“Despite common perceptions,” NCPA said, “a country’s financing method—public vs. private financing, general revenue vs. payroll taxes, third-party vs. out-of-pocket spending—is unrelated to its ability to control spending on health care. There “has been no consistent and systematic relationship between financing and cost containment,” according to a National Bureau of Economic Research working paper of March 2008.
Claim: No one is ever denied care because of an inability to pay in countries with universal coverage--such coverage as President Obama so desperately wants enacted. The American College of Physicians (ACP), which advocates affordable health insurance coverage for all, contrasting our system with that of other countries. “Some countries achieve universal coverage with a system funded solely by government,” it flatly contended.
Truth: But at what human cost? Long waits are typical for patients in Europe and Canada, according to NCPA, and “waiting for care has economic costs in terms of sick pay and lost productivity, as well as negative health consequences.” Norway, NCPA said “is trying to reduce waiting times to reduce the cost of sickness benefits. Finland calculates that the cost of waiting (sickness benefits, medicines, and social welfare expenses) can exceed the cost of treatment. Cancer survival rates for all types of cancer are higher in the U.S. than in Europe. The rate for treating kidney failure is five times higher in the U.S. for patients age 45 to 84 and nine times higher for patients 85 and older.
In some countries with “universal” health care, the care is not universal. For example, Britain denies mammograms after age 70, dialysis after age 50, and Pap smears are done only after age 25.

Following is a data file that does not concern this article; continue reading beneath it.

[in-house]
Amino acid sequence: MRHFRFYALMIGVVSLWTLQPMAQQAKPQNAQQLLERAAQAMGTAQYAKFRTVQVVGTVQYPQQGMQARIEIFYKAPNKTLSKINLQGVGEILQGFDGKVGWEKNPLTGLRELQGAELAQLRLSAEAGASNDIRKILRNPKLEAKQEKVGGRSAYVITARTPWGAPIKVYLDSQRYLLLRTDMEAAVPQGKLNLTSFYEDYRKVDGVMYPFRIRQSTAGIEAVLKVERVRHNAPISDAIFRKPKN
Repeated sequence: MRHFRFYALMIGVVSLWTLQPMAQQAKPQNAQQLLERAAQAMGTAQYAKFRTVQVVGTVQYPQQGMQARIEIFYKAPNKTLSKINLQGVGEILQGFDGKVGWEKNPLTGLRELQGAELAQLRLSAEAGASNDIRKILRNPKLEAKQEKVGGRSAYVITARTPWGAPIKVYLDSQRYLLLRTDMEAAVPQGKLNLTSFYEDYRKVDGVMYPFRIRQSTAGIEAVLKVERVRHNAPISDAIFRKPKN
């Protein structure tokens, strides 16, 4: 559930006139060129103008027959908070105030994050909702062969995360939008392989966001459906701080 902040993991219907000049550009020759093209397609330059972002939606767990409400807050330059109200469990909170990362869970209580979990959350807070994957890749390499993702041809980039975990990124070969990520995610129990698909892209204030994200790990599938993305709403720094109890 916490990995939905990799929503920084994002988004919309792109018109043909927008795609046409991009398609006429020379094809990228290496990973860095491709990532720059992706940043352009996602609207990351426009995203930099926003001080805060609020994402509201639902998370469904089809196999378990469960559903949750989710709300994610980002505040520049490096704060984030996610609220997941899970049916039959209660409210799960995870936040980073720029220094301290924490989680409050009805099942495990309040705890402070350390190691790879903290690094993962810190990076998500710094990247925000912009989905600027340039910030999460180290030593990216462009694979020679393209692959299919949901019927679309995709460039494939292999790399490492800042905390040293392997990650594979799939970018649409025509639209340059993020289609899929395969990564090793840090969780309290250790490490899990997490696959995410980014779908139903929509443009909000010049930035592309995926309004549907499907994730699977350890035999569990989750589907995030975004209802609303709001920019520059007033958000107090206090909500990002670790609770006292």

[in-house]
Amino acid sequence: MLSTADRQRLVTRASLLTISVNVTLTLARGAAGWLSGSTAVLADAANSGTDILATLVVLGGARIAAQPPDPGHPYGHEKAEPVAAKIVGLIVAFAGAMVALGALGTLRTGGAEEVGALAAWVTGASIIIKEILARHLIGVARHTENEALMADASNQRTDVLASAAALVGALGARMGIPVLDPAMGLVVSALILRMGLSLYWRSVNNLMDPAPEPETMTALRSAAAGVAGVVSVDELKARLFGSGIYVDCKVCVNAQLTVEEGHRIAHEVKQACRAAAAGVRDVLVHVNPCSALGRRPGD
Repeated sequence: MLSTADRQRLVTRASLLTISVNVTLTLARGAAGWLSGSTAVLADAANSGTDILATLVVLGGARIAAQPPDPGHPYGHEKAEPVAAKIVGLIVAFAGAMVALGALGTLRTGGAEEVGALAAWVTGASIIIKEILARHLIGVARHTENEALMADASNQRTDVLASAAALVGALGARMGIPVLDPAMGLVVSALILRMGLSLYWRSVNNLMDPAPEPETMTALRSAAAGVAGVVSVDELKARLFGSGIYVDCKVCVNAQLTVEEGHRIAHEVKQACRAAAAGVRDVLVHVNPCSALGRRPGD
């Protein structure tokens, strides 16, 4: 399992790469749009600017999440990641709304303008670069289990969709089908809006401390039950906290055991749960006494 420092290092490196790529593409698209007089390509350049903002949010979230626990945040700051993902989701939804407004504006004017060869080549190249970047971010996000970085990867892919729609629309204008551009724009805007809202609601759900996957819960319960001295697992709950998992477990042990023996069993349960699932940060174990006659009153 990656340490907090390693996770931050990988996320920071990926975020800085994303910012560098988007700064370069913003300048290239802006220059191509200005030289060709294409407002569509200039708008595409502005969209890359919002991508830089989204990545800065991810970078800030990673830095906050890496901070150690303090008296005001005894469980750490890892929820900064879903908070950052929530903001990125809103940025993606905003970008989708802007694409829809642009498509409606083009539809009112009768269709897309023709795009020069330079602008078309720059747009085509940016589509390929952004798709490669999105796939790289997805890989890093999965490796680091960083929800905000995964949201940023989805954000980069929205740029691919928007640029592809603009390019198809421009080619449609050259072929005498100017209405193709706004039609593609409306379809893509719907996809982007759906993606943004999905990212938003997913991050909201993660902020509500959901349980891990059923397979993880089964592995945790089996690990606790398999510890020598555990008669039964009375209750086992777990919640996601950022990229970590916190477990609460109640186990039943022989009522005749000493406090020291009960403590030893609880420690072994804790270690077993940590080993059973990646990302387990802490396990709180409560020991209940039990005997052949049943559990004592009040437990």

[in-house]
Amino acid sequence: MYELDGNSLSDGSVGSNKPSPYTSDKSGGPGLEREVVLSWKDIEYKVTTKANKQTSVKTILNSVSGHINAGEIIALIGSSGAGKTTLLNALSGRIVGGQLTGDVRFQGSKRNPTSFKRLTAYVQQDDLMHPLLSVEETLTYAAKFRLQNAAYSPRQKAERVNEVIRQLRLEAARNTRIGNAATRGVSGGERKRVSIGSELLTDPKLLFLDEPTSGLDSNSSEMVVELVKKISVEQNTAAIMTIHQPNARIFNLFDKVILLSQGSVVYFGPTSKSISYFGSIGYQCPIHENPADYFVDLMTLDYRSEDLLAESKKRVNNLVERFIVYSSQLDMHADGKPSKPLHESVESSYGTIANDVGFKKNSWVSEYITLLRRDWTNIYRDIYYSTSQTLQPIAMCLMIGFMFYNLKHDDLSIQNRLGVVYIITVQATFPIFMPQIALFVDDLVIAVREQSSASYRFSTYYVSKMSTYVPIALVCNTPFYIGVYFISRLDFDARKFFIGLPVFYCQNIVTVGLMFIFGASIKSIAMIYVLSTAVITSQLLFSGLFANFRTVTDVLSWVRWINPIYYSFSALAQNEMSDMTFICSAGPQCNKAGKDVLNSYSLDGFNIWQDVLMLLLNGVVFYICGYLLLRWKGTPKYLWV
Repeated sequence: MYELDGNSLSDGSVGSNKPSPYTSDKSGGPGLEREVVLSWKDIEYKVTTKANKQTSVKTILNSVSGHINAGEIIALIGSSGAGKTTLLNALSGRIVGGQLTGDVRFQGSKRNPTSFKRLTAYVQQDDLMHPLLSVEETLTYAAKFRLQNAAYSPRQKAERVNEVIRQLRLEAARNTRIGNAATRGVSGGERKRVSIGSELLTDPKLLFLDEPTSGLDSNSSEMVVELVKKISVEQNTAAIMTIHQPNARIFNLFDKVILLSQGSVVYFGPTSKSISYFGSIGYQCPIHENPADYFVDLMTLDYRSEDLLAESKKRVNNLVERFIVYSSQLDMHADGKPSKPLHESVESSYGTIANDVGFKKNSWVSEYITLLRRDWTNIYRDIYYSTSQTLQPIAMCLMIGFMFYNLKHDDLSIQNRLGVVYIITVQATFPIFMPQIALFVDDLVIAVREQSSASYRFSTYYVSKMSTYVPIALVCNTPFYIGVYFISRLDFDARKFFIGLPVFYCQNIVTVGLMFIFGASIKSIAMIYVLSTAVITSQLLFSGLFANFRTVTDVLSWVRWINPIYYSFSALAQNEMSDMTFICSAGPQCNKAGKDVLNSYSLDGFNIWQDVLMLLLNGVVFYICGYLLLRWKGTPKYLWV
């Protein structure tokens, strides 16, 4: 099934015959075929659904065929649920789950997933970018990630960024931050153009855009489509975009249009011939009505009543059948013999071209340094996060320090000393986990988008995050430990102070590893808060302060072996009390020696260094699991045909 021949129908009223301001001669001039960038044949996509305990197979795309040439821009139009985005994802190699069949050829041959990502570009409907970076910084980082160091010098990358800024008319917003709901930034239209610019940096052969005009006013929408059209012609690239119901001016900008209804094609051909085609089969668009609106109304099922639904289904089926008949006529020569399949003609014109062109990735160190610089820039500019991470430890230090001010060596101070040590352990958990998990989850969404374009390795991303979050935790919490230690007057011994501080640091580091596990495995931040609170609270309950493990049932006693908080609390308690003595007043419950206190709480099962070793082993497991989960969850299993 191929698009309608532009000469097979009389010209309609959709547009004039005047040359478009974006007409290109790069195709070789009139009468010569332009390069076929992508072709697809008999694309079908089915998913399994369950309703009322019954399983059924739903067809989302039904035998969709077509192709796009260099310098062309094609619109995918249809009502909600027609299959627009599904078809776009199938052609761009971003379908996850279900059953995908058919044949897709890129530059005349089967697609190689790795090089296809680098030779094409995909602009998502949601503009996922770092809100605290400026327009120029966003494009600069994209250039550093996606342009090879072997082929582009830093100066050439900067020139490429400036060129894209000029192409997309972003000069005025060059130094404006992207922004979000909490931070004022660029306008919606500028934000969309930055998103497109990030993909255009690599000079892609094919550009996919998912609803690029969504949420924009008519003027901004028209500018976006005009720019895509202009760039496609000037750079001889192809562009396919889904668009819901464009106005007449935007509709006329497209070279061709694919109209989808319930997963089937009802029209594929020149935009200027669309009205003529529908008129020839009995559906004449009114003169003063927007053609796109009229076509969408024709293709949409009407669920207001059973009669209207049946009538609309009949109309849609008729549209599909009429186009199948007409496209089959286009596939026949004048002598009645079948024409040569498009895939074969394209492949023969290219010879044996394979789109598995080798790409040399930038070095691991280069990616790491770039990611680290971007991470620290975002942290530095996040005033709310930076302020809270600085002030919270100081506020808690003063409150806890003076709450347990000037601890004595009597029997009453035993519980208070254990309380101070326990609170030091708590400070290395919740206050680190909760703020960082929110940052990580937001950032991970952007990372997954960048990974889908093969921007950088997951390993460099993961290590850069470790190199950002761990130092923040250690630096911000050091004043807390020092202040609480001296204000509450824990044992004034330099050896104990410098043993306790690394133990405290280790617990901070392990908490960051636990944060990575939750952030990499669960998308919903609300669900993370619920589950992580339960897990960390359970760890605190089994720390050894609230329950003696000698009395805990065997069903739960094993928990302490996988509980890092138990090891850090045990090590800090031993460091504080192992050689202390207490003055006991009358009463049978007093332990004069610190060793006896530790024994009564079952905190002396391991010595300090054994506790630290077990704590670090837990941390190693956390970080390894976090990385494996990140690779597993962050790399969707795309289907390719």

Claim: Medical bills are so expensive they are bankrupting Americans.
Truth: A study conducted by the Institute for Global Health at University of California, San Francisco, compared the cost and performance of the National Health Service in Great Britain with those of an integrated system for financing and delivery of health services, namely Kaiser Permanente in California.
The adjusted costs of the two systems ( both in operation for about 45 years) and their performances with respect to inputs, use, access to services, special activities, and population characteristics were similar, NCPA reported. The belief that the NHS is efficient and that poor performance in certain areas is largely explained by under investment are not supported by this analysis. Kaiser achieved better performance at roughly the same cost as the NHS. Kaiser Permanente is one of the largest integrated health-care systems in the nation. Not all Americans may get similar care. But Kaiser does have 8 million members, who get more convenient and comprehensive care and more rapid access to specialists at roughly the same cost as the Brits.
Claim: Other countries don’t have our high administrative costs. The congressional Research Service has estimated administrative cost for Medicare at only 2% of total program costs. This is compared with 10% for private insurance and 12 % for HMOs. Some advocate a single-payer system (the Obama road) is a strong argument for a universal Medicare program.
Truth: The fallacy of this often repeated tale is that these estimates completely ignore hidden costs shifted to the providers of care, and the huge social costs of collecting the taxes to fund Medicare. For every administrative dollar spent by the private insurance industry, the government spends $1.66. That’s the conclusion of the Council for Affordable Health Insurance.
“The Council has found that government masks the true cost of financing health services to senior citizens on Medicare and to poor Americans on Medicaid. The expenses are hidden under the complex and bureaucratic reporting and tracking systems used by government....In addition, the cost of programs and activities benefiting Medicare and Medicaid exist in a number of other federal budget categories, including Education and Training, Labor, and The National Institutes of Health.”
Eventually, we can hope, the truth will out.